- The Washington Times - Saturday, March 29, 2014

NEW YORK – They remember the beginning and so, when it over, after Virginia’s season came to an agonizing end, at least seniors Joe Harris and Akil Mitchell could appreciate how far the program had come.

Michigan State’s 61-59 victory in the Sweet 16 at Madison Square Garden on Friday night put an abrupt halt to what had been a dream season for the Cavaliers, who finished 30-7, matched the program record for wins, finished first in the ACC during the regular season and won the school’s first conference tournament title in 38 years.

None of that, however, eased the pain of watching the No. 4 seed Spartans skip off the court with a victory. Virginia, the No. 1 seed in the East Region, finally ran into a program that believes in its way of doing things as much as it does.

And so when sophomore Justin Anderson brought thousands of orange-clad Cavaliers fans to their feet after a 3-pointer with 1:49 to play to tie the score at 51, they could only shake their heads when 6-foot-10 Spartans center Adreian Payne answered at the other end. What kind of team was this?

“They’re a different team than we’ve seen because they stick to what they do no matter what,” Anderson said. “But they’re very disciplined like us, they want to get a good shot every time down. They played very confident, probably the most confident team we’ve played all year. That’s the word that separates them.”

Virginia had too much pride to let that stunning shot break its will. A late 3-pointer by Malcolm Brogdon cut the lead to one and the heart still beat. But Michigan State senior Gary Harris finished the Cavaliers with a free throw and then a smart miss that left no time for anything but Anderson’s desperation heave.

“It seemed like anything that we would do, or any time we got something rolling, Michigan State could counter with a big bucket or big play,” Harris said. “But that’s what great teams do, great players do. And they have a good mix of both.”

Four years and 5,000 miles from Madison Square Garden, Virginia coach Tony Bennett remembered his two primary seniors and their baptism under fire at the Maui Invitational, when Washington drubbed his young team, 106-63 on Nov. 23, 2010.

Michigan State was in Maui that week, too, at the height of its power after reaching its sixth Final Four in 12 years the season before. Two of its key seniors, Payne, who hit the night’s biggest shot, and senior point guard Keith Appling, played in that tournament as reserves. As Bennett watched the Spartans take the floor on Friday night, he knew his program had finally arrived.  

“I didn’t say anything to our players. But I thought, interesting – here we are,” Bennett said. “They were already at that level. But now we’re scratching and knocking on that door.”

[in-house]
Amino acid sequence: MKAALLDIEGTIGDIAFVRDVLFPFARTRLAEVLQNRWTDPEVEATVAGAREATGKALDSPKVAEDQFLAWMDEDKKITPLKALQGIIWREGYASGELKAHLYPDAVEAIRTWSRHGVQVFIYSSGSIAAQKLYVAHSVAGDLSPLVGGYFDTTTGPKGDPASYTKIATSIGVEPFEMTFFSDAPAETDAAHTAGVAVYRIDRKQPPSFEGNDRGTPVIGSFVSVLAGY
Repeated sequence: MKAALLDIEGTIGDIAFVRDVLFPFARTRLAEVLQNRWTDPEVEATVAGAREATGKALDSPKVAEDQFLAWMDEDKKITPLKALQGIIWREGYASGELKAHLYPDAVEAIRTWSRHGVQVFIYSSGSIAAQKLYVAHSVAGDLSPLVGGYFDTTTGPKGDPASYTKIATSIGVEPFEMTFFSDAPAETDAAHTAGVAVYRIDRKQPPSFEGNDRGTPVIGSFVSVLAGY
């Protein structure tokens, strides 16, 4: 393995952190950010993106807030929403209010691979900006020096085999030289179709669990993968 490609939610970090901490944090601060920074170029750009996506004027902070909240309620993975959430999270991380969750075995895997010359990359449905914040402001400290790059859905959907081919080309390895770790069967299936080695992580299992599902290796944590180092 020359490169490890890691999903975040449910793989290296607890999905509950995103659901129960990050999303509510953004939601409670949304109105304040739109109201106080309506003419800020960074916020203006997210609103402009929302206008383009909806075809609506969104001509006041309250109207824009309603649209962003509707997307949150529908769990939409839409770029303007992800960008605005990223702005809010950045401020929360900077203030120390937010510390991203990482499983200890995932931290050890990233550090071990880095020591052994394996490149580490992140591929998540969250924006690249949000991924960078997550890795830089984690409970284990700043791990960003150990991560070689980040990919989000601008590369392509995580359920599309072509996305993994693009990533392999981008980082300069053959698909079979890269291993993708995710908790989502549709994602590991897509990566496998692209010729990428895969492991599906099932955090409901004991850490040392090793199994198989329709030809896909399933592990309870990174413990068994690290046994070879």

They just couldn’t knock it down quite yet. Virginia showed some nerves early and fell behind by 10 points, 23-13. But just when it appeared the game was headed in a bad direction, the Cavaliers stunned Michigan State with a 12-0 run. The Garden was roaring. But it was never going to be that easy.

Even when Virginia three times stretched its lead to four points in the second half, the last time with 11:41 to go, it could push its lead no further. In just over two minutes the Spartans were ahead 43-40, a cold-blooded 3-pointer by junior guard Travis Trice in transition leaving Anderson sputtering in admiration.

It wasn’t the last time. The Cavaliers fell behind by seven points, 51-44, and appeared beaten after a rushed 3-pointer by freshman London Perrantes gave the ball back to Michigan State. But Virginia, too, was hard to kill. A 7-0 run capped by Anderson’s thrilling 3-pointer from the left wing tied it again at 51. They couldn’t know then the answer Payne had in store for them at the other end.

“I said go toe-to-toe. I told you they may be the best team that you’ve played,” Bennett said. “But you know what? You might be the one of the best teams they’ve played if you play your way. We talked about being assertive, bold and courageous and I think we did that.”

Bennett didn’t mention something else he said, but Harris did afterward. He told his players if they won this game, if they found a way to break through against a perennial power like the Spartans, then they would make it to the Final Four. Instead, Michigan State will face Connecticut on Sunday afternoon for that right. And with five sophomores and a freshman playing key minutes, the Cavaliers will look to a promising future, even if that will be without Harris and Mitchell.  

“We came in wanting to make a difference,” Harris said. “We wanted to leave the program in a better spot than when we came in and I think we’ve definitely done that…It’s awesome just to know that you had a little part in it.” 


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